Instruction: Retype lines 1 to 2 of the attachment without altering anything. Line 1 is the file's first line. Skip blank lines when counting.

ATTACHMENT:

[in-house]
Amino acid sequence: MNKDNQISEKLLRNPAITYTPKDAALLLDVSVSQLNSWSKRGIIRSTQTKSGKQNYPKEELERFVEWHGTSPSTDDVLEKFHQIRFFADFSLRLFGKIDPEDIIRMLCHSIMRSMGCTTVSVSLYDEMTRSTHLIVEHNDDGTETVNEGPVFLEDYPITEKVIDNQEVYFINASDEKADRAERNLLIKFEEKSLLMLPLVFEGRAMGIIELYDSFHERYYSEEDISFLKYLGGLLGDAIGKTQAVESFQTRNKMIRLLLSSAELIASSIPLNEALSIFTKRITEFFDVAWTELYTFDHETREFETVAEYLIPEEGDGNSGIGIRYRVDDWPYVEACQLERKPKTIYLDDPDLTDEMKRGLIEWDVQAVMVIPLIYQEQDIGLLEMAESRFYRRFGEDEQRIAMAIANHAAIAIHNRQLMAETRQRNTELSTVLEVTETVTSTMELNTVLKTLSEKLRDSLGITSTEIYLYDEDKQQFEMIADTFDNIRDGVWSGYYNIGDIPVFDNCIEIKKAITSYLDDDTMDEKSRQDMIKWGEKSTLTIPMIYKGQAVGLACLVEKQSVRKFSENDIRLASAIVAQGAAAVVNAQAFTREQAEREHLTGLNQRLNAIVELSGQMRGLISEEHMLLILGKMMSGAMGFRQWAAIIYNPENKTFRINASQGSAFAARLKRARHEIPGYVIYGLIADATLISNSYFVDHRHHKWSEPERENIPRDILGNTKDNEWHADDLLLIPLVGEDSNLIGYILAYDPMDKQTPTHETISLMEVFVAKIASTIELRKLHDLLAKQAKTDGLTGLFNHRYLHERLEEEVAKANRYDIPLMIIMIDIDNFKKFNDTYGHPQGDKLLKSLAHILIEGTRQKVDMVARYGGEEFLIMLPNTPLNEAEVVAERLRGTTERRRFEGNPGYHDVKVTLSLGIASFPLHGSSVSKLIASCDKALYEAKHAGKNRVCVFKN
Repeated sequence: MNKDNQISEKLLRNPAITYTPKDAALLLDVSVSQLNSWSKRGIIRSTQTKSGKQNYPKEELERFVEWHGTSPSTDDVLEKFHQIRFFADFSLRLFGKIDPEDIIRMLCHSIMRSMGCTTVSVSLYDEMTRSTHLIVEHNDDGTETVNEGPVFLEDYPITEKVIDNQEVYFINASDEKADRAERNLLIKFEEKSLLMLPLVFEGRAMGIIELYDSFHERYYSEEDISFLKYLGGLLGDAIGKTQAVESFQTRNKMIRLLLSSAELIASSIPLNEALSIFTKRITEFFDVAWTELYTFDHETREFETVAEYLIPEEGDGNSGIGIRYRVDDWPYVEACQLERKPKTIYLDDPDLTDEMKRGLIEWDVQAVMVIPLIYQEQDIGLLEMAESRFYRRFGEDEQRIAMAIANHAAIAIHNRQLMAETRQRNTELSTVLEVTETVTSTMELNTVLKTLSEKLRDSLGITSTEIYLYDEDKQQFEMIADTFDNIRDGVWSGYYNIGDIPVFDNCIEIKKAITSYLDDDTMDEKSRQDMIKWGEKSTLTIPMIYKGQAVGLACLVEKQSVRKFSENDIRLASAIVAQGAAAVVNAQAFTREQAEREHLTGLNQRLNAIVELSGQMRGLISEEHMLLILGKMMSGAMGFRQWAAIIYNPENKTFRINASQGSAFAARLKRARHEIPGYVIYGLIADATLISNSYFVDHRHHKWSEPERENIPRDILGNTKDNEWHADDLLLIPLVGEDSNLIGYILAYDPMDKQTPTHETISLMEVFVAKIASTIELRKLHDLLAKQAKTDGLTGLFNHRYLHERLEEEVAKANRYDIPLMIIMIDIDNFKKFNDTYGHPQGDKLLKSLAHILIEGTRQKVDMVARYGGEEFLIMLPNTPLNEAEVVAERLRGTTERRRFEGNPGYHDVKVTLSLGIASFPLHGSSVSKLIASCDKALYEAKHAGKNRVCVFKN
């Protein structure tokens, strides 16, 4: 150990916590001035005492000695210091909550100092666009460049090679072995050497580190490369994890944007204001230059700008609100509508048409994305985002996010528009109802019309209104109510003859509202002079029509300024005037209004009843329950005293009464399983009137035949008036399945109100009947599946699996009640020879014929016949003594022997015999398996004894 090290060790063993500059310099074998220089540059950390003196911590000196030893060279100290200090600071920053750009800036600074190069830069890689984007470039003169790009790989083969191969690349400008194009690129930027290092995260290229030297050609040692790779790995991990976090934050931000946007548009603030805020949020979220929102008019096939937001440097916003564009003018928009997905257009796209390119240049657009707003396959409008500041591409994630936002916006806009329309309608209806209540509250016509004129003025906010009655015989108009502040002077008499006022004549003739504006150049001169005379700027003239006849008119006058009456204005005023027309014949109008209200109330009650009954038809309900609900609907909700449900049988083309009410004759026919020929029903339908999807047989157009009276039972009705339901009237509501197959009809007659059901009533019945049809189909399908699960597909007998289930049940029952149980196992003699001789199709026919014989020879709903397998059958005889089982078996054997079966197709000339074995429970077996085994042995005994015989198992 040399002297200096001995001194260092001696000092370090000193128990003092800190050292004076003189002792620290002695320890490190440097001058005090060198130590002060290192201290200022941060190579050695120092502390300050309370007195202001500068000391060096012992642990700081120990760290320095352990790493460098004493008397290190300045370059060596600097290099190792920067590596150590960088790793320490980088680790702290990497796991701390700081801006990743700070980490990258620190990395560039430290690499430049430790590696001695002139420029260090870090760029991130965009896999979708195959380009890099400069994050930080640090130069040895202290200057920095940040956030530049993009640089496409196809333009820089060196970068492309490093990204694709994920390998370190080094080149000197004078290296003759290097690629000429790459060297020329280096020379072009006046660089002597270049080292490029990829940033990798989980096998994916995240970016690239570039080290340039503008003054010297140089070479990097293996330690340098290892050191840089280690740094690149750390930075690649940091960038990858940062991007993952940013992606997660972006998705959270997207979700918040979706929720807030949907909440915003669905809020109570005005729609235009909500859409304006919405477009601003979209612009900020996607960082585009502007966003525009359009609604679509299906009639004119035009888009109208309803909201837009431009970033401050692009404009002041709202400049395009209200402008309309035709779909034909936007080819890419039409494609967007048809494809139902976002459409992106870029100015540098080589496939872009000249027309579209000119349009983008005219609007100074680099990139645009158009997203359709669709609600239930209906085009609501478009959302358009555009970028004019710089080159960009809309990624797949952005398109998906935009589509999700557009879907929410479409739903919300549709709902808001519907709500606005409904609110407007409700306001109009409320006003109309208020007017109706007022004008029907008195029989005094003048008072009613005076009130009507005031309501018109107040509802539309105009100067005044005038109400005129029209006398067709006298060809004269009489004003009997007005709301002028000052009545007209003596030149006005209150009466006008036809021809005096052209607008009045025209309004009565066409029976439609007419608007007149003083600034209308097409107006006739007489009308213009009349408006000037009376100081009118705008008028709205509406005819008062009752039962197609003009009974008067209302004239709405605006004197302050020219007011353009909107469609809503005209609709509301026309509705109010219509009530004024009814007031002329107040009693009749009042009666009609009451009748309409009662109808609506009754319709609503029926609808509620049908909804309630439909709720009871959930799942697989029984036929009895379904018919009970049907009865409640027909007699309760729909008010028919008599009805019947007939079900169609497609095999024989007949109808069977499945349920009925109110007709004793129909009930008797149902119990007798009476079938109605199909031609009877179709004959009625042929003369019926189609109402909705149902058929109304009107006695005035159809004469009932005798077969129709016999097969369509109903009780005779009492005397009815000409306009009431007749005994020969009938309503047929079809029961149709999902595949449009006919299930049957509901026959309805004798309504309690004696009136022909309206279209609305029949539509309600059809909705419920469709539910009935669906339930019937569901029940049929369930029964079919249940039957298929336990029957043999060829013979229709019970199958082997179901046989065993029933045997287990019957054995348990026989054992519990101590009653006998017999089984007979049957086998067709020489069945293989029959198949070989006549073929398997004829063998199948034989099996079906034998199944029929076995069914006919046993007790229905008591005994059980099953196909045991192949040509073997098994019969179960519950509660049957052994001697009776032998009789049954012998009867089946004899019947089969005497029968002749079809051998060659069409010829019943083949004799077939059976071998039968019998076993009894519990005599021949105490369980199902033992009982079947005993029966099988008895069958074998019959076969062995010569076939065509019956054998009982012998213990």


[in-house]
Amino acid sequence: MNKDNQISEKLLRNPAITYTPKDAALLLDVSVSQLNSWSKRGIIRSTQTKSGKQNYPKEELERFVEWHGTSPSTDDVLEKFHQIRFFADFSLRLFGKIDPEDIIRMLCHSIMRSMGCTTVSVSLYDEMTRSTHLIVEHNDDGTETVNEGPVFLEDYPITEKVIDNQEVYFINASDEKADRAERNLLIKFEEKSLLMLPLVFEGRAMGIIELYDSFHERYYSEEDISFLKYLGGLLGDAIGKTQAVESFQTRNKMIRLLLSSAELIASSIPLNEALSIFTKRITEFFDVAWTELYTFDHETREFETVAEYLIPEEGDGNSGIGIRYRVDDWPYVEACQLERKPKTIYLDDPDLTDEMKRGLIEWDVQAVMVIPLIYQEQDIGLLEMAESRFYRRFGEDEQRIAMAIANHAAIAIHNRQLMAETRQRNTELSTVLEVTETVTSTMELNTVLKTLSEKLRDSLGITSTEIYLYDEDKQQFEMIADTFDNIRDGVWSGYYNIGDIPVFDNCIEIKKAITSYLDDDTMDEKSRQDMIKWGEKSTLTIPMIYKGQAVGLACLVEKQSVRKFSENDIRLASAIVAQGAAAVVNAQAFTREQAEREHLTGLNQRLNAIVELSGQMRGLISEEHMLLILGKMMSGAMGFRQWAAIIYNPENKTFRINASQGSAFAARLKRARHEIPGYVIYGLIADATLISNSYFVDHRHHKWSEPERENIPRDILGNTKDNEWHADDLLLIPLVGEDSNLIGYILAYDPMDKQTPTHETISLMEVFVAKIASTIELRKLHDLLAKQAKTDGLTGLFNHRYLHERLEEEVAKANRYDIPLMIIMIDIDNFKKFNDTYGHPQGDKLLKSLAHILIEGTRQKVDMVARYGGEEFLIMLPNTPLNEAEVVAERLRGTTERRRFEGNPGYHDVKVTLSLGIASFPLHGSSVSKLIASCDKALYEAKHAGKNRVCVFKN